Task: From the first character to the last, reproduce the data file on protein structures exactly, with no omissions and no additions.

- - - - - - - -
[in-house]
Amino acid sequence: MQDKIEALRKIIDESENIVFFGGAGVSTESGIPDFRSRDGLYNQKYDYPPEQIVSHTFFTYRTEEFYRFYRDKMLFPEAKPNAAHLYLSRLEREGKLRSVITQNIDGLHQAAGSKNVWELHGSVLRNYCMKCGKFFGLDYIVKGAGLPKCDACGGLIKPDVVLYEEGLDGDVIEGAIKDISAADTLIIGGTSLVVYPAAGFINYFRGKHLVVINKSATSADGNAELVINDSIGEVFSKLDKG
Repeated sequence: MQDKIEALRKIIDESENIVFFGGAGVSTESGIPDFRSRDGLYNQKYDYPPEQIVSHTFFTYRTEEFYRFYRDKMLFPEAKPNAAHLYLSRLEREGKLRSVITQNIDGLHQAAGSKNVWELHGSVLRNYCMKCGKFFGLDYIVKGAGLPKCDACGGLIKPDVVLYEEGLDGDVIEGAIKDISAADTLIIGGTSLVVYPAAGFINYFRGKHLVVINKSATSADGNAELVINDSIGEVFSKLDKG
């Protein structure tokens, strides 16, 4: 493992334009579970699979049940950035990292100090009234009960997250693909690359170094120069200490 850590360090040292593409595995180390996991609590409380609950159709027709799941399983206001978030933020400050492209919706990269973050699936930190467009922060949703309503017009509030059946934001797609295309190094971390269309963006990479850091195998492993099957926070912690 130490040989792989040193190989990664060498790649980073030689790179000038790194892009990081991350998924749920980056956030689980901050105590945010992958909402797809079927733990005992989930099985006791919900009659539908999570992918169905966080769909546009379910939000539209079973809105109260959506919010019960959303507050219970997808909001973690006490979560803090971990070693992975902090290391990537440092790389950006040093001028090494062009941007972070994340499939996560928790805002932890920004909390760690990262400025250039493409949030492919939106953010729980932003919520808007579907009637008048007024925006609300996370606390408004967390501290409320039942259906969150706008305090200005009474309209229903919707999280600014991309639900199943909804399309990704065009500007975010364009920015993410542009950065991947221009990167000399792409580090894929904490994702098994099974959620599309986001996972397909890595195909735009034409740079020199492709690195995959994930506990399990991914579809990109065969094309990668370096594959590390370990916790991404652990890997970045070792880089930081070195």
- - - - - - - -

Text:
[in-house]
Amino acid sequence: MQDKIEALRKIIDESENIVFFGGAGVSTESGIPDFRSRDGLYNQKYDYPPEQIVSHTFFTYRTEEFYRFYRDKMLFPEAKPNAAHLYLSRLEREGKLRSVITQNIDGLHQAAGSKNVWELHGSVLRNYCMKCGKFFGLDYIVKGAGLPKCDACGGLIKPDVVLYEEGLDGDVIEGAIKDISAADTLIIGGTSLVVYPAAGFINYFRGKHLVVINKSATSADGNAELVINDSIGEVFSKLDKG
Repeated sequence: MQDKIEALRKIIDESENIVFFGGAGVSTESGIPDFRSRDGLYNQKYDYPPEQIVSHTFFTYRTEEFYRFYRDKMLFPEAKPNAAHLYLSRLEREGKLRSVITQNIDGLHQAAGSKNVWELHGSVLRNYCMKCGKFFGLDYIVKGAGLPKCDACGGLIKPDVVLYEEGLDGDVIEGAIKDISAADTLIIGGTSLVVYPAAGFINYFRGKHLVVINKSATSADGNAELVINDSIGEVFSKLDKG
């Protein structure tokens, strides 16, 4: 493992334009579970699979049940950035990292100090009234009960997250693909690359170094120069200490 850590360090040292593409595995180390996991609590409380609950159709027709799941399983206001978030933020400050492209919706990269973050699936930190467009922060949703309503017009509030059946934001797609295309190094971390269309963006990479850091195998492993099957926070912690 130490040989792989040193190989990664060498790649980073030689790179000038790194892009990081991350998924749920980056956030689980901050105590945010992958909402797809079927733990005992989930099985006791919900009659539908999570992918169905966080769909546009379910939000539209079973809105109260959506919010019960959303507050219970997808909001973690006490979560803090971990070693992975902090290391990537440092790389950006040093001028090494062009941007972070994340499939996560928790805002932890920004909390760690990262400025250039493409949030492919939106953010729980932003919520808007579907009637008048007024925006609300996370606390408004967390501290409320039942259906969150706008305090200005009474309209229903919707999280600014991309639900199943909804399309990704065009500007975010364009920015993410542009950065991947221009990167000399792409580090894929904490994702098994099974959620599309986001996972397909890595195909735009034409740079020199492709690195995959994930506990399990991914579809990109065969094309990668370096594959590390370990916790991404652990890997970045070792880089930081070195």